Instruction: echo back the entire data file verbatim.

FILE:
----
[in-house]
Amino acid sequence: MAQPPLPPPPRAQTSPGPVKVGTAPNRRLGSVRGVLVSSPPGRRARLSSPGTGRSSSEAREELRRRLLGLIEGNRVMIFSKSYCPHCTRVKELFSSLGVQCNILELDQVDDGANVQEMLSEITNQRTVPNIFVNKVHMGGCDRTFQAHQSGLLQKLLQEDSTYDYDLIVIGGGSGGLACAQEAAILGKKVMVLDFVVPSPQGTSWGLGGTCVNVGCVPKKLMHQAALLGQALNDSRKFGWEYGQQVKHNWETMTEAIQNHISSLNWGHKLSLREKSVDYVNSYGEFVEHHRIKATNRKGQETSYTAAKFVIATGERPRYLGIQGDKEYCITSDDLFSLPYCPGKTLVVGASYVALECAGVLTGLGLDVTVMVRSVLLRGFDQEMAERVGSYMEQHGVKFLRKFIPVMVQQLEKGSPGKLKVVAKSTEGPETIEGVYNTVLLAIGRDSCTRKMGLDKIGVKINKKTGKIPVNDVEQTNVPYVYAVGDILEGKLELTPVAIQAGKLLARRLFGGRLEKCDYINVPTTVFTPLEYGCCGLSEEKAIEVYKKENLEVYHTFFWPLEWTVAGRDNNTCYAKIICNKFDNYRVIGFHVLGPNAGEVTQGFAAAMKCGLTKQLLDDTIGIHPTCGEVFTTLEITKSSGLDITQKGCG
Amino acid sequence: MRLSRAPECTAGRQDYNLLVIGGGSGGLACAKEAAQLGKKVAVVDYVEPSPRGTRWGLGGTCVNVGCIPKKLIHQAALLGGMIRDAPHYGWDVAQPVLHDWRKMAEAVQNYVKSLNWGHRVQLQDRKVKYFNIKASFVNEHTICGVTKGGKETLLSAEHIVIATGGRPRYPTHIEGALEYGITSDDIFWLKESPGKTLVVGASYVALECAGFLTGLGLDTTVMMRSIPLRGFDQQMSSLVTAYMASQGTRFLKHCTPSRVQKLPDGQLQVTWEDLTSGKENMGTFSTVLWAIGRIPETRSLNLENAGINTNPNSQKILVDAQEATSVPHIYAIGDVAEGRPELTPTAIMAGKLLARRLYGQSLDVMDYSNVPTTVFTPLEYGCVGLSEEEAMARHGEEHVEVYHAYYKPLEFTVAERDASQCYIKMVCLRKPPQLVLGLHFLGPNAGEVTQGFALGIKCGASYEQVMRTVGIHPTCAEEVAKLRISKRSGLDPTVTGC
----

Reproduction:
[in-house]
Amino acid sequence: MAQPPLPPPPRAQTSPGPVKVGTAPNRRLGSVRGVLVSSPPGRRARLSSPGTGRSSSEAREELRRRLLGLIEGNRVMIFSKSYCPHCTRVKELFSSLGVQCNILELDQVDDGANVQEMLSEITNQRTVPNIFVNKVHMGGCDRTFQAHQSGLLQKLLQEDSTYDYDLIVIGGGSGGLACAQEAAILGKKVMVLDFVVPSPQGTSWGLGGTCVNVGCVPKKLMHQAALLGQALNDSRKFGWEYGQQVKHNWETMTEAIQNHISSLNWGHKLSLREKSVDYVNSYGEFVEHHRIKATNRKGQETSYTAAKFVIATGERPRYLGIQGDKEYCITSDDLFSLPYCPGKTLVVGASYVALECAGVLTGLGLDVTVMVRSVLLRGFDQEMAERVGSYMEQHGVKFLRKFIPVMVQQLEKGSPGKLKVVAKSTEGPETIEGVYNTVLLAIGRDSCTRKMGLDKIGVKINKKTGKIPVNDVEQTNVPYVYAVGDILEGKLELTPVAIQAGKLLARRLFGGRLEKCDYINVPTTVFTPLEYGCCGLSEEKAIEVYKKENLEVYHTFFWPLEWTVAGRDNNTCYAKIICNKFDNYRVIGFHVLGPNAGEVTQGFAAAMKCGLTKQLLDDTIGIHPTCGEVFTTLEITKSSGLDITQKGCG
Amino acid sequence: MRLSRAPECTAGRQDYNLLVIGGGSGGLACAKEAAQLGKKVAVVDYVEPSPRGTRWGLGGTCVNVGCIPKKLIHQAALLGGMIRDAPHYGWDVAQPVLHDWRKMAEAVQNYVKSLNWGHRVQLQDRKVKYFNIKASFVNEHTICGVTKGGKETLLSAEHIVIATGGRPRYPTHIEGALEYGITSDDIFWLKESPGKTLVVGASYVALECAGFLTGLGLDTTVMMRSIPLRGFDQQMSSLVTAYMASQGTRFLKHCTPSRVQKLPDGQLQVTWEDLTSGKENMGTFSTVLWAIGRIPETRSLNLENAGINTNPNSQKILVDAQEATSVPHIYAIGDVAEGRPELTPTAIMAGKLLARRLYGQSLDVMDYSNVPTTVFTPLEYGCVGLSEEEAMARHGEEHVEVYHAYYKPLEFTVAERDASQCYIKMVCLRKPPQLVLGLHFLGPNAGEVTQGFALGIKCGASYEQVMRTVGIHPTCAEEVAKLRISKRSGLDPTVTGC